But how did the Postal Service become powerful? Throughout the 19th century, just shortly before the passage of the Postal Act of 1863, mail was dispersed from city to city where a post office would pick up the volumes, or an independent contractor handled the delivery. Then came the Postal Code of 1872, which put into place a local monopoly on mail delivery by outlawing private carriers. At one point these carriers numbered to 147 and pioneered some innovative services. For instance, they introduced postage stamps just before the Postal Service got into that business.

Before 1971, postal service was provided by the U.S. Post Office Department, which centrally planned the agency by fixing prices of its products and services and determined which managers would be charge. The agency was the biggest recipient of globs of congressional subsidies and an annual appropriations budget as set by the governing body. By the time the Postal Reorganization Act of 1970 was passed and signed into law, the Department was shut down and reallocated into what has become the USPS today, thus making it a quasi-public independent agency separated from the Executive Branch and structured to be a self-financing agency whose own existence and its operations depend upon the sales of its postage, mail products, and other services. According to federal law, it must cover its costs, and request the U.S. Treasury to lend funds to it (which is supposed to be limited to approximately $3 billion annually in bailout subsidies to its coffers and allow for a total debt ceiling of $15 billion).

What makes this firm so different from real private firms is that it carries privileges that other companies are not allowed to possess. For instance, it is not subjected to vehicle licensing requirements, and it pays no sales and property taxes. As Tad DeHaven of the CATO Institute noted a year ago:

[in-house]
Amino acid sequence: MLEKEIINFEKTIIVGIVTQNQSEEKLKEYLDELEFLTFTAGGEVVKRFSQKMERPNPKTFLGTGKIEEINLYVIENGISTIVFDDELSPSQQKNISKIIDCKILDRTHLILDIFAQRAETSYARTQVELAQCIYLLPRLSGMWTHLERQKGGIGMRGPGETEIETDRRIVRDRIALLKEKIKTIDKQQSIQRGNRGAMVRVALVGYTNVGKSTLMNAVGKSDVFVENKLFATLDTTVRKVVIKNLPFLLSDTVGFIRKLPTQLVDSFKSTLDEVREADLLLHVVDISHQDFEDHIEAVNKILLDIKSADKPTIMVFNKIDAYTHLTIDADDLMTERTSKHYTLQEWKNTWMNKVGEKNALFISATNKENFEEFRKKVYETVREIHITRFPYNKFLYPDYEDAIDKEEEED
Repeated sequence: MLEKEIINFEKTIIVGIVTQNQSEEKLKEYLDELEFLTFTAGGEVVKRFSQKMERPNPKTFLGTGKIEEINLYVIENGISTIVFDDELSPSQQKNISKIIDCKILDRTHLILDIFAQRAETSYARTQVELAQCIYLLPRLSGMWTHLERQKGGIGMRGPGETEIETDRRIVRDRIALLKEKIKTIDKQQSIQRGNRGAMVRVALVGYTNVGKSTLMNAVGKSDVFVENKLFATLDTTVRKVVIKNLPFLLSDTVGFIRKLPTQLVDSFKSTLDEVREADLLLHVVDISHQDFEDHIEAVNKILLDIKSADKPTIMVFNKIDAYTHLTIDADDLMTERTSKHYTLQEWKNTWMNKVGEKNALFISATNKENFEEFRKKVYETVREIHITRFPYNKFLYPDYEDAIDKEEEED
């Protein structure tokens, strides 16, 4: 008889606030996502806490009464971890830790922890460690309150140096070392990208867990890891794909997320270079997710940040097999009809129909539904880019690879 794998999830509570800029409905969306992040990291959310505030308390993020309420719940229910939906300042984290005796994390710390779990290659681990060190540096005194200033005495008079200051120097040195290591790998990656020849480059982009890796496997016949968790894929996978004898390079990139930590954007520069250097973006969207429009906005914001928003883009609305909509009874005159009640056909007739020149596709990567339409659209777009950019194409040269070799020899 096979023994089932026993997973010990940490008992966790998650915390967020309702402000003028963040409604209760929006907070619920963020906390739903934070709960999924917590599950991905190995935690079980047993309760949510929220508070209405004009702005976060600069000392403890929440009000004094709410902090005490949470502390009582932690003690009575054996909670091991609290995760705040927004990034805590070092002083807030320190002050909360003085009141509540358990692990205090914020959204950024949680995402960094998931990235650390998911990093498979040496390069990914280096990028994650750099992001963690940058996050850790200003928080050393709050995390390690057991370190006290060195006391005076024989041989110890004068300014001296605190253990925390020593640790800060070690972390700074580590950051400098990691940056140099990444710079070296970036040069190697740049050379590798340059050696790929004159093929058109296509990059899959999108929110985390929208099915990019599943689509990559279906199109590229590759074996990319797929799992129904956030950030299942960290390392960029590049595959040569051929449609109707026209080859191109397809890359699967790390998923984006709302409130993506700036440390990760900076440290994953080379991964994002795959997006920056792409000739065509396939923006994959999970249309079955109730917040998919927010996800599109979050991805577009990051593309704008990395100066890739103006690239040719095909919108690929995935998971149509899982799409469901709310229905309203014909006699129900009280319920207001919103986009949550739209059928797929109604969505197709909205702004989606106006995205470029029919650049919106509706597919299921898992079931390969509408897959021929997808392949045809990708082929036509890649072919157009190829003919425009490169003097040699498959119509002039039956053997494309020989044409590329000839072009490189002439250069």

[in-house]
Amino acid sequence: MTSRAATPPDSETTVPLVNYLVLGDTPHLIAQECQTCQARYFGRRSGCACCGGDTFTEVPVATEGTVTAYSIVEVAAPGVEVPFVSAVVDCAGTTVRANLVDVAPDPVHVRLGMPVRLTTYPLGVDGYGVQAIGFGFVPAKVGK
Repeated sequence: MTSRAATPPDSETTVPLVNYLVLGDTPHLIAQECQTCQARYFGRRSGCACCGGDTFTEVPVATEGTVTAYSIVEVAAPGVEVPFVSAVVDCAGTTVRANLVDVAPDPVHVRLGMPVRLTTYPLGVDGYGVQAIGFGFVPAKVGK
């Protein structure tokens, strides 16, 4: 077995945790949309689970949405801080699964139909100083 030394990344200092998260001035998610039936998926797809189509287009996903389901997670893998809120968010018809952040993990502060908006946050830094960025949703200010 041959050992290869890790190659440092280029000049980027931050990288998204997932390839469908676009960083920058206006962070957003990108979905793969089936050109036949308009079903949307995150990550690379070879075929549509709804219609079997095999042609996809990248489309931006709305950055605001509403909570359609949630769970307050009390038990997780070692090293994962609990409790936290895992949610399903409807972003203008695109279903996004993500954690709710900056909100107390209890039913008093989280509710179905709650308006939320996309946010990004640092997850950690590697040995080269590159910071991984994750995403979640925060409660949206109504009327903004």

It doesn’t have to pay parking tickets, and it has eminent domain powers. It pays to itself the income taxes that it would owe if it were a private business.

Understand this point for once: the USPS is more or less a wing of the U.S. federal government. The Postmaster General and a Board of Governors, along with some federal control and oversight by the Postal Regulatory Commission are unaccountable to the taxpayers and the American public at-large. The federal mail delivery organization in itself neither has any incentive to innovate, nor reduce its internal and external fixed and varied costs, nor enhance customer service and other areas in the name of efficiency, nor establish other ways to keep it financially and economically solvent.

And this claim that private companies are not capable of providing our needs is nonsense. A private mail service enterprise could provide physical delivery of mail at a much faster and cheaper rate than the USPS does and provide postage, packaging, and a variety of options and services for clientele that would be far superior in terms of innovation and quality than the USPS does. However, in the grandest scheme of things, the Internet and smart phone technologies have provided innovative means of electronic communications for customers by ISP and mobile phone carriers at a fraction of the costs that rival the high, exploding costs of the USPS, thus making physical mail delivery a relic of American history.

While DeHaven and other similar critics urge for the privatization (or marketization) of the organization, I dispute that notion. I call for the abolition of the firm and allow an unfettered free market to prop up and flourish, providing more quality and more pioneering products and services to consumers globally at the lowest price. This signifies an end of the U.S. Post Office, an idea whose time has ultimately come.